Hudson Valley Parent

HVP - January 2014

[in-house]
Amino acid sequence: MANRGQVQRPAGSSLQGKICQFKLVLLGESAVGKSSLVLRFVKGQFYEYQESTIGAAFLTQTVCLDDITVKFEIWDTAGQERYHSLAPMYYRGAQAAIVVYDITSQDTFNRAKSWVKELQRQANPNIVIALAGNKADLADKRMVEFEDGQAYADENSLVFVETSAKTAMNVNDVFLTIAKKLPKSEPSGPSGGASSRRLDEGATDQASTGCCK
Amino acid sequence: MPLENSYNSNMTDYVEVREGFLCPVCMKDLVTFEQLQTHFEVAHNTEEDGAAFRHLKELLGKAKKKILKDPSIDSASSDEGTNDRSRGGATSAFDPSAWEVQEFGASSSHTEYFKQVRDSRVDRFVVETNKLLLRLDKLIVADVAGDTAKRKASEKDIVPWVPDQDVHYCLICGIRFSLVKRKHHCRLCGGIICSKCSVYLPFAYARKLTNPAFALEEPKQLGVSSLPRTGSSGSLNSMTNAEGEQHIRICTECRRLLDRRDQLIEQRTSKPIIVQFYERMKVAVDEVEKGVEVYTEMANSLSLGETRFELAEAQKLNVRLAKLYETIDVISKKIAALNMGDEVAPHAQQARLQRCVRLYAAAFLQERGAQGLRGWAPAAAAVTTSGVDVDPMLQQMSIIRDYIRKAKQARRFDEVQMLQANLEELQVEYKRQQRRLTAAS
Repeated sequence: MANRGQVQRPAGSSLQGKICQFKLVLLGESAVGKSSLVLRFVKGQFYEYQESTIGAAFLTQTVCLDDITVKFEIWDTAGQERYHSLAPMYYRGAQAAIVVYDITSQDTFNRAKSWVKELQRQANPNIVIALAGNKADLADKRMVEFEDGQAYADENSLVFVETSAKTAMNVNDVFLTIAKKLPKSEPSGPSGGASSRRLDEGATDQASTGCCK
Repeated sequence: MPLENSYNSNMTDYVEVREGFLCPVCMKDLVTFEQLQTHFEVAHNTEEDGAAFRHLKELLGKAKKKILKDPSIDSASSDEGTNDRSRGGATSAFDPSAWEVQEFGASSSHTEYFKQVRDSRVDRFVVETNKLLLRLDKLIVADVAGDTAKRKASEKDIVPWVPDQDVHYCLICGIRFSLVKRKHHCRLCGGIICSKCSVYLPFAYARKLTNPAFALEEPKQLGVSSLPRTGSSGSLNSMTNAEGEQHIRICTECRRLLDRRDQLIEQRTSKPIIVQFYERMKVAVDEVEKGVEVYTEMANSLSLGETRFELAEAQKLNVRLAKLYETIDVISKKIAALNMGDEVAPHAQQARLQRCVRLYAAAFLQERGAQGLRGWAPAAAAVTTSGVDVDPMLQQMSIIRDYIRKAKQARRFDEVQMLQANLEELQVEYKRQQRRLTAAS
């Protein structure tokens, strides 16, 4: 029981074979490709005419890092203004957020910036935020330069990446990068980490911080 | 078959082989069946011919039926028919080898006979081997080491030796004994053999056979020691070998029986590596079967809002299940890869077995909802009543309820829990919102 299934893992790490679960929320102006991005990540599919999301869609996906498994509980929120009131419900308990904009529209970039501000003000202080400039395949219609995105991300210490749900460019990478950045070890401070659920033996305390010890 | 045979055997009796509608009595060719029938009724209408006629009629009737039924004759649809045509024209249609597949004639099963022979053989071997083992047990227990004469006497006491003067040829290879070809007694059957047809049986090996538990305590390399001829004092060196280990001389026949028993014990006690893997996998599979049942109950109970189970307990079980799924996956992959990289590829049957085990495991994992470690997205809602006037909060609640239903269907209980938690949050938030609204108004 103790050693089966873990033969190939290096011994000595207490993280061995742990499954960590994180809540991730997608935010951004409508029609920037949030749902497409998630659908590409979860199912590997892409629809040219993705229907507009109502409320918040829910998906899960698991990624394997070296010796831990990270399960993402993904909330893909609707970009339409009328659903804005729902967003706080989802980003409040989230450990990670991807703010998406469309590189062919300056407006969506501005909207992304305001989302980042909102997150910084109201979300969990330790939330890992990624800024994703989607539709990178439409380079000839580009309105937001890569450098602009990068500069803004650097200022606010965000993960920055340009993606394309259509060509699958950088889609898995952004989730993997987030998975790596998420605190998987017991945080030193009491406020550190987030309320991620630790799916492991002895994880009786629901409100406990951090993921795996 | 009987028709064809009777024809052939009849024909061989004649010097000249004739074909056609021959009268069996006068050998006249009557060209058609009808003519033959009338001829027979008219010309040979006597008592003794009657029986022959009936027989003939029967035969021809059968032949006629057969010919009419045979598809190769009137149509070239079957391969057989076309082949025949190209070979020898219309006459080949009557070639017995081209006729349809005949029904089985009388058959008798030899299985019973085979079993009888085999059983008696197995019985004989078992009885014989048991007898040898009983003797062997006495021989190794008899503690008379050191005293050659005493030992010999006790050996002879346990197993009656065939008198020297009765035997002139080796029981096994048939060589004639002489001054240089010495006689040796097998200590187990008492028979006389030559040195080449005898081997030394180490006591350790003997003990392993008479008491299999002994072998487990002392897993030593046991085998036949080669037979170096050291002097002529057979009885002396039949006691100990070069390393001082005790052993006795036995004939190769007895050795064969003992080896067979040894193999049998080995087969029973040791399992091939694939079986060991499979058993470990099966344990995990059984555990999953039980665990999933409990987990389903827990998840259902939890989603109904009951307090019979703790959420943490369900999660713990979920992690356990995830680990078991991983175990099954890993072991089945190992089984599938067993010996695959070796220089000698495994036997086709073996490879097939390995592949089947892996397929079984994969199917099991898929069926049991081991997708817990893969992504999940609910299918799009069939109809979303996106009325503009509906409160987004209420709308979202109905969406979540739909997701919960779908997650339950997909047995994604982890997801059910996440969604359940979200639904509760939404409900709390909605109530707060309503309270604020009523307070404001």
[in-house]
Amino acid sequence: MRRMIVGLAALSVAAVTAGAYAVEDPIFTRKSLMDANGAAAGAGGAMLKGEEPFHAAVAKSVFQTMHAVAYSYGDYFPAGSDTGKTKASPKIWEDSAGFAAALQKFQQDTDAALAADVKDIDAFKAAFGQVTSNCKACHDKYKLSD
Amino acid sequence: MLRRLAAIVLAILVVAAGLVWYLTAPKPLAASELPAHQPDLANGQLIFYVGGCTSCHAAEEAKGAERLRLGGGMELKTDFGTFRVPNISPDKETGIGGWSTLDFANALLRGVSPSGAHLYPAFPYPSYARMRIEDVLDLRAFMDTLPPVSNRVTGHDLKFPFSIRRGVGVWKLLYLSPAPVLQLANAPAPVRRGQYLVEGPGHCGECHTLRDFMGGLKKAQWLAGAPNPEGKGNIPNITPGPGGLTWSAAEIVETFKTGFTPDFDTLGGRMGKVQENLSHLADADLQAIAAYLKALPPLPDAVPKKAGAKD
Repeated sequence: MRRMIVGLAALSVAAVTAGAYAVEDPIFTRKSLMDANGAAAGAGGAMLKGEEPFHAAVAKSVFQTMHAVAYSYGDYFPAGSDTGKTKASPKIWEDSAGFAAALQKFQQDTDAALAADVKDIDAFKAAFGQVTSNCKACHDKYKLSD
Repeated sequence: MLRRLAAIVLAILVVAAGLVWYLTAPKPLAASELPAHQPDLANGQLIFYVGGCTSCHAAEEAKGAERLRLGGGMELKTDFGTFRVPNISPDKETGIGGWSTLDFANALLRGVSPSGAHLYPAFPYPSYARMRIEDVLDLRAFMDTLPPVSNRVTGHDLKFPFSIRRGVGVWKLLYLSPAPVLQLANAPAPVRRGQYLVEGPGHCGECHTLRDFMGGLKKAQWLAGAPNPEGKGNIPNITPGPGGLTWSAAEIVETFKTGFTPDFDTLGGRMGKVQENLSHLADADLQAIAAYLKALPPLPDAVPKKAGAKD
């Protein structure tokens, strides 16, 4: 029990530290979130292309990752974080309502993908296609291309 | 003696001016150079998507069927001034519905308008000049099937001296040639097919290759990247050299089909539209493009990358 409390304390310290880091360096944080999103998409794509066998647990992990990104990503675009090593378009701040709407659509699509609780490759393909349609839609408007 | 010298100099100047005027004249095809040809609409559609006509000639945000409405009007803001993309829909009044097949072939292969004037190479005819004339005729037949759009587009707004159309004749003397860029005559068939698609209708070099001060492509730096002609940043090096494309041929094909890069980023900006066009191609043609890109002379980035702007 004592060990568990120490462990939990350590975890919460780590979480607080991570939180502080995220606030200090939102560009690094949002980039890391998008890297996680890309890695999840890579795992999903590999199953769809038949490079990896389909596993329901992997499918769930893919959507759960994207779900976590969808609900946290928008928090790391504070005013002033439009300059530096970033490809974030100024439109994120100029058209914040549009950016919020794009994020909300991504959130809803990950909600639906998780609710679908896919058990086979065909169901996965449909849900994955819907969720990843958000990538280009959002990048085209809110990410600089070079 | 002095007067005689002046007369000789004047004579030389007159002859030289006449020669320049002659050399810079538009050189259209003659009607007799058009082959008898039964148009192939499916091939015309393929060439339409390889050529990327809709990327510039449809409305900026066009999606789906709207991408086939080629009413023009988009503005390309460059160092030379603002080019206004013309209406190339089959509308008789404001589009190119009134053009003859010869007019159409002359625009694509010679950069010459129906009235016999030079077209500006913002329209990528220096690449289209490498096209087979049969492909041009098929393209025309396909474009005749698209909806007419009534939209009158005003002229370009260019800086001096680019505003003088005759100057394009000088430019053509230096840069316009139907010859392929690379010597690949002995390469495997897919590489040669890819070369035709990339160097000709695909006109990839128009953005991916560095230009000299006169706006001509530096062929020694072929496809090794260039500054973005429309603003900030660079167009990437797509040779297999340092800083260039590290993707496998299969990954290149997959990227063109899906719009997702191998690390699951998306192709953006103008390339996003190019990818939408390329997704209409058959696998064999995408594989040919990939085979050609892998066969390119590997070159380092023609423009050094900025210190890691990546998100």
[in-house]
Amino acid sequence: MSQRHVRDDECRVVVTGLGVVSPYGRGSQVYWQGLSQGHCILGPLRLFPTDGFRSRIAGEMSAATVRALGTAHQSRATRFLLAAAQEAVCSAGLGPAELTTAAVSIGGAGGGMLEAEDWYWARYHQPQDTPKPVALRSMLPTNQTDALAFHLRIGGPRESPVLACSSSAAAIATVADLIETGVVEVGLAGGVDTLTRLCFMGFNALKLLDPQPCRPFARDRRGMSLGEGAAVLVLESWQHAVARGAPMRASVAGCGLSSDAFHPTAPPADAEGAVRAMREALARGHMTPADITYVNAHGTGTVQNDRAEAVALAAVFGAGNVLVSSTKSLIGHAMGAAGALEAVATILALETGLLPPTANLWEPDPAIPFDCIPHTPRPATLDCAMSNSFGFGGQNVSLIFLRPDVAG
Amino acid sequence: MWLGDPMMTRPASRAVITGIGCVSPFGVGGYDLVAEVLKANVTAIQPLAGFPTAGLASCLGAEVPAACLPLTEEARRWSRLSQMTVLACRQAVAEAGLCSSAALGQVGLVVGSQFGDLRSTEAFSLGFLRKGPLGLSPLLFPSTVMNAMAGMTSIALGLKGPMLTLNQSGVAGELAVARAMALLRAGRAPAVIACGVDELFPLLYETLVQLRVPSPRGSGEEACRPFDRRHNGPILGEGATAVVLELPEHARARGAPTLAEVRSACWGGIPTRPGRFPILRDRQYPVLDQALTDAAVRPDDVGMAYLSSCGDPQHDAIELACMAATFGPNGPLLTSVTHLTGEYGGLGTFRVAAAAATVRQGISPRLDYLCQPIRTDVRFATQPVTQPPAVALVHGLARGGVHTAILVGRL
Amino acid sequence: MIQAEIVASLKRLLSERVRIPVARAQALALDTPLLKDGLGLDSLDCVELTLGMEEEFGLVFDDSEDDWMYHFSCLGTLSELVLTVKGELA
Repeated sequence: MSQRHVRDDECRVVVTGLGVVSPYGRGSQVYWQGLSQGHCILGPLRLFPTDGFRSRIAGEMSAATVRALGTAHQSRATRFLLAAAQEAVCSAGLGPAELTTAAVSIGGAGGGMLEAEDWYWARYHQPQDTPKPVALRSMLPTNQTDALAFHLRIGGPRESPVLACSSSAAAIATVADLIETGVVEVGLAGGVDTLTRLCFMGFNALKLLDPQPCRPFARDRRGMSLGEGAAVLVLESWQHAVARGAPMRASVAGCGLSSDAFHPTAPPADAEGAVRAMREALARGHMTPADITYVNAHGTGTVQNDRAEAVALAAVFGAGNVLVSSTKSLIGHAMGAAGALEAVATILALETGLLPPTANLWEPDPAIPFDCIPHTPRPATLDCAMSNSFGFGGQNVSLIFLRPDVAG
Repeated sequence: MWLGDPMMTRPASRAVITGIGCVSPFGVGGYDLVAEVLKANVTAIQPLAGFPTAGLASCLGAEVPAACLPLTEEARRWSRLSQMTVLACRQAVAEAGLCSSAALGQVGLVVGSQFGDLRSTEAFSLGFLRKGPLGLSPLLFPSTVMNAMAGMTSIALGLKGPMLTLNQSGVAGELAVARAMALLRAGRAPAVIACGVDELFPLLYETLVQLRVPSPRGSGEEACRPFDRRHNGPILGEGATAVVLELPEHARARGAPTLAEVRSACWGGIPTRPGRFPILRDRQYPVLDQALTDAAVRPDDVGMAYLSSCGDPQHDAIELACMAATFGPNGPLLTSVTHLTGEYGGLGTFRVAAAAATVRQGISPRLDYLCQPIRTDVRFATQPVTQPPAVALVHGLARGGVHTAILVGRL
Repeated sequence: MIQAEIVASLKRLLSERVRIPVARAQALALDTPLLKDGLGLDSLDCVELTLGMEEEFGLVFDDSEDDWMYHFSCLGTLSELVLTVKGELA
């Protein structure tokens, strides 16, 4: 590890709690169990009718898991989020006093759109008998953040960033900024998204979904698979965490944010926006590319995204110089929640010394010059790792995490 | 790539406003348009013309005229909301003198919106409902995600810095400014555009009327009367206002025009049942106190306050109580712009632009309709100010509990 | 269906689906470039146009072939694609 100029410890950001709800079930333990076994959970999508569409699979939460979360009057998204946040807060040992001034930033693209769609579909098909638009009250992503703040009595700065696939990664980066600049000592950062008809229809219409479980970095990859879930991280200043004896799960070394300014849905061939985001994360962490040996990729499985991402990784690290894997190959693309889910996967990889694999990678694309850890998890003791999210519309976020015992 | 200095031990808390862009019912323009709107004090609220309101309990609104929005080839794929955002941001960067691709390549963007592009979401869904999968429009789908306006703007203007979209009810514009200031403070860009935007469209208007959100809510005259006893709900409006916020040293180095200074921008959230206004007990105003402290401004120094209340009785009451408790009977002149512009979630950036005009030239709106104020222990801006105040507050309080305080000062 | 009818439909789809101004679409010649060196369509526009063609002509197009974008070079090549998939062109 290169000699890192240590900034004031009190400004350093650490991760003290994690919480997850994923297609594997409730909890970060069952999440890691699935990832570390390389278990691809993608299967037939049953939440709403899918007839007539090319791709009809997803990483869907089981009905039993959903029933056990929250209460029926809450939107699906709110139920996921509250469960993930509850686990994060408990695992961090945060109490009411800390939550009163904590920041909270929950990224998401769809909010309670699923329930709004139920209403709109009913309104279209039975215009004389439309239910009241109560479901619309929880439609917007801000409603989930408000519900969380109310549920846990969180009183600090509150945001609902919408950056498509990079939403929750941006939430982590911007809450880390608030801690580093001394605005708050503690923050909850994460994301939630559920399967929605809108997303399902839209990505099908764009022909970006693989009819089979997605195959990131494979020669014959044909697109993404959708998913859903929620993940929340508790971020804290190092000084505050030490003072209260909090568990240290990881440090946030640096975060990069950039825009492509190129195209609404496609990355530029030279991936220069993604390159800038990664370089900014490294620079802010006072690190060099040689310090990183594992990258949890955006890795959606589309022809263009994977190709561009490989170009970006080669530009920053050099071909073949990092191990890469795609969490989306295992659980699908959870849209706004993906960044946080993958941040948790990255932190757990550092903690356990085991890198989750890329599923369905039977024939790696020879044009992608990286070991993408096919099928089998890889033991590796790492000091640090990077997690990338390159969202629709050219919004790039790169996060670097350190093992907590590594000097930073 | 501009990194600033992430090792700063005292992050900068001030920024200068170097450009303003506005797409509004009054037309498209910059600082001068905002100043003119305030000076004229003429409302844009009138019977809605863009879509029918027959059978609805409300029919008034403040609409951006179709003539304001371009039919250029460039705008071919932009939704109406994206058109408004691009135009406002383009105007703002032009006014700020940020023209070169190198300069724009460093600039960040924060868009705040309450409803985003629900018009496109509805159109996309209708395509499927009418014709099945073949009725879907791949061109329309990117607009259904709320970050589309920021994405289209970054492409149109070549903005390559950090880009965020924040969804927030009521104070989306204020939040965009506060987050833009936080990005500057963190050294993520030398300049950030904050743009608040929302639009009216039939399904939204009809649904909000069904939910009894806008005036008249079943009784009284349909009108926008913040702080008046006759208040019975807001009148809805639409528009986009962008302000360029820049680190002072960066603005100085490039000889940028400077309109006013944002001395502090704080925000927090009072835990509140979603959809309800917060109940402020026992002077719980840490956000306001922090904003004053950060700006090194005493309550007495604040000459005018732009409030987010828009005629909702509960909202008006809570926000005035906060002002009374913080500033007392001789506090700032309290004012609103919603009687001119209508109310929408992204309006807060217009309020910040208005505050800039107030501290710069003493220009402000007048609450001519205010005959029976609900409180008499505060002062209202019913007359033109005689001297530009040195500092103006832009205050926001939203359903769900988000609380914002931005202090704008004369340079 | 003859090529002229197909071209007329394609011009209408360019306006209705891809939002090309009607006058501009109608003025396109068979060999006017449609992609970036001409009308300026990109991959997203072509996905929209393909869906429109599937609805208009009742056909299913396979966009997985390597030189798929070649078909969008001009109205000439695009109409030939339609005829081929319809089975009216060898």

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Beat the morning madness Tips for getting out the door in good time and good spirits By RACHAEL L. NEVINS HVP Chatroom A s the school year wears on, getting ready in the morning can become increasingly challenging. It's especially easy to let things slide when mornings are dark and summer vacation is a distant dream. If you find that you are dreading the start to each day, here are six ways to get out the door without rushing so much — and maybe even with some enjoyment. What do you do to make the morning routine go smoother? "It REALLY helps to plan the night before. Pick out all clothes and put everything in its place before the morning comes and you are tired and groggy." 1. Do as much as you can the night before Evenings are busy, too, so combine preparations for the morning with the tasks you already do at night. Pack lunches as you make dinner, set the table for breakfast as you clear the table after dinner, and help your children choose and lay out clothing for the next day as they get ready for bed. 2. Wake up before the kids, if possible Giving yourself even just 10 minutes to do something for yourself can help you respond to your children with equanimity later on. Use the time to take a shower and get dressed. Brew some coffee. Read. Meditate. Or write the day's to-do list. You will find that you wake up more easily if you begin the day by treating yourself. 3. Change what isn't working Tweak your routine until you find the best flow. See what happens if you eat breakfast in your pajamas, for example, even if you've been getting dressed first for years. 4. Eat a simple sit-down breakfast together Plenty of nutritious foods require little to no preparation: whole wheat — Gizella DiVenere, Saugerties cereals or toast, nuts and peanut butter, hard-boiled eggs, yogurt, cheese, and fruit. If you want a hot breakfast, try making oatmeal from steel-cut oats overnight in a slow cooker. 5. Listen to music In fact, ban all other media. Not only can watching TV or checking email on your phone distract you from your priorities, but listening to the news on the TV or radio can be distressing to your children, and even to yourself. Listening to music, on the other hand, has been shown to reduce stress. 6. Teach the kids to pitch in With clear instructions and gentle guidance, even 2-year-olds can help put things away. Preschoolers can make their own beds and clear the table. Older children can set the table and pack their own lunches. Mornings will go more smoothly, and your children will learn that caring for the home is everyone's job. "For lunches, I divide our snacks into snack bags and have a snack bin. My daughter grabs what she wants and lunch is less of a fight. For breakfast, we do index cards of different choices laid out the night before. It makes it so much easier." — Jessica Paterson, Hyde Park "Incentives. They each have a checklist for the night before and that morning and when complete they get something of their choice. But most times I just do a silly happy dance and hug and praise them for making a great start to their and MY day." — Stephanie Secreto, New Windsor "Never wake up." — Thomas Rogers, Millbrook Rachael L. Nevins is a freelance writer and mother of two. n Hudson Valley Parent 15

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